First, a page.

The fact that in many states with online charters, large numbers of often needy students have enrolled without advancing has not held DeVos back from supporting the model. (A 2015 study found that students who enrolled in virtual charters in Michigan, Illinois, and Wisconsin did just as well as similar students who stayed in brick-and-mortar schools.) In fact, she appeared to ignore their track records during the confirmation process in January, citing graduation rates provided by a leading charter operator that were far higher — nearly 40 points in one case — than the rates recorded by the schools’ states.

She has long backed the schools, and her former organization has close ties to major virtual school operators, including K12, the one that generated the inflated graduation numbers. In her first week as education secretary, DeVos said, “I expect there will be more virtual schools.”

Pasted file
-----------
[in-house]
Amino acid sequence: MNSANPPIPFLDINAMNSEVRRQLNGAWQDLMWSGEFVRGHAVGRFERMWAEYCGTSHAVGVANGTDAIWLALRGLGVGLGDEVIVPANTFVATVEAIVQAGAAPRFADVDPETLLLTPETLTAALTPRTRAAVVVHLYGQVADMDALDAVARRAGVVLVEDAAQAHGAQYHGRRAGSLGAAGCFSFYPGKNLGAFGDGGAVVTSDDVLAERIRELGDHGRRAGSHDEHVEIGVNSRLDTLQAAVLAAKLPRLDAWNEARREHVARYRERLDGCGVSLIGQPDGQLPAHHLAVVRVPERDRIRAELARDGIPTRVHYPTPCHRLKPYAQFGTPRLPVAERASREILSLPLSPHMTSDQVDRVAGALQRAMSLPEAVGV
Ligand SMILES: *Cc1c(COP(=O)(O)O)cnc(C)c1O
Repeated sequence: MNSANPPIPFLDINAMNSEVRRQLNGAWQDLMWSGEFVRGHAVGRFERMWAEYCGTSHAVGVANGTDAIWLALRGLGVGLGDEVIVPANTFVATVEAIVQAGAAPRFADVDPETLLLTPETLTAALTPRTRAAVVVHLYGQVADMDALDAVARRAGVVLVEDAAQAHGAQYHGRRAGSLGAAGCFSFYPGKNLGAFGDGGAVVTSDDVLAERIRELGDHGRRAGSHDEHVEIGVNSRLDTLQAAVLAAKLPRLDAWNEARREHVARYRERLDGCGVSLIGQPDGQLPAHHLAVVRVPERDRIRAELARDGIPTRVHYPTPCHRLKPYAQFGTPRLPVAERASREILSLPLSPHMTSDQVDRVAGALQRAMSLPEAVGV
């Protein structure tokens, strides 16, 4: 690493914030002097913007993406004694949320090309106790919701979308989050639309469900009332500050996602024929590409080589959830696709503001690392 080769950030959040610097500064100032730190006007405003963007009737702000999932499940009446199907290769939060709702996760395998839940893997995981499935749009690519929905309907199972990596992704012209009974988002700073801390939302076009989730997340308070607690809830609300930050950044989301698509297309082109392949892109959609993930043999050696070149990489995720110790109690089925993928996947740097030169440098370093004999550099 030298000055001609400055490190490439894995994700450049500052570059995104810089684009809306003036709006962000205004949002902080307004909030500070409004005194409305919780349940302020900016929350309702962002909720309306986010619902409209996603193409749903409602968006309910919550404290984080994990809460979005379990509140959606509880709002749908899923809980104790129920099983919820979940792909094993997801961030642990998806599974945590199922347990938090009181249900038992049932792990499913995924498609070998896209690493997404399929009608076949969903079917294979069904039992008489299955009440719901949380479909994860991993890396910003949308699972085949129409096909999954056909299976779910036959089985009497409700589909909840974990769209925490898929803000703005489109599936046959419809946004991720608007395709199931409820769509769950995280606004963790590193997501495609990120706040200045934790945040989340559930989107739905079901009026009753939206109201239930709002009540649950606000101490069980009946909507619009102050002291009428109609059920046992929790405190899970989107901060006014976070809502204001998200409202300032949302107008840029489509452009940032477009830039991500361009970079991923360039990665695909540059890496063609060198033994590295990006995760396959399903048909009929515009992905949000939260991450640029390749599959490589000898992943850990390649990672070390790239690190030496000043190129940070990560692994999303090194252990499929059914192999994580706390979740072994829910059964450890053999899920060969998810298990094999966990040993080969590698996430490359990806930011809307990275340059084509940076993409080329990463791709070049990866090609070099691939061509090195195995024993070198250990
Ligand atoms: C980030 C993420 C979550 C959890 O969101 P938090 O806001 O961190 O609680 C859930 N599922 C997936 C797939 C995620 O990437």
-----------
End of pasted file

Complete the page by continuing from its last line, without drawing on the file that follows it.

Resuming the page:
Correction: An earlier version of this article misstated the location of the dinner.

expansion plans

Here are the next districts where New York City will start offering preschool for 3-year-olds

PHOTO: Christina Veiga
Schools Chancellor Carmen Fariña, left, and Mayor Bill de Blasio, center, visited a "Mommy and Me" class in District 27 in Queens, where the city is set to expand 3-K For All.

New York City officials on Tuesday announced which school districts are next in line for free pre-K for 3-year-olds, identifying East Harlem and the eastern neighborhoods of Queens for expansion of the program.

Building on its popular universal pre-K program for 4-year-olds, the city this year began serving even younger students with “3-K For All” in two high-needs school districts. Mayor Bill de Blasio has said he wants to make 3-K available to every family who wants it by 2021.

“Our education system all over the country had it backwards for too long,” de Blasio said at a press conference. “We are recognizing we have to reach kids younger and more deeply if we’re going to be able to give them the foundation they need.”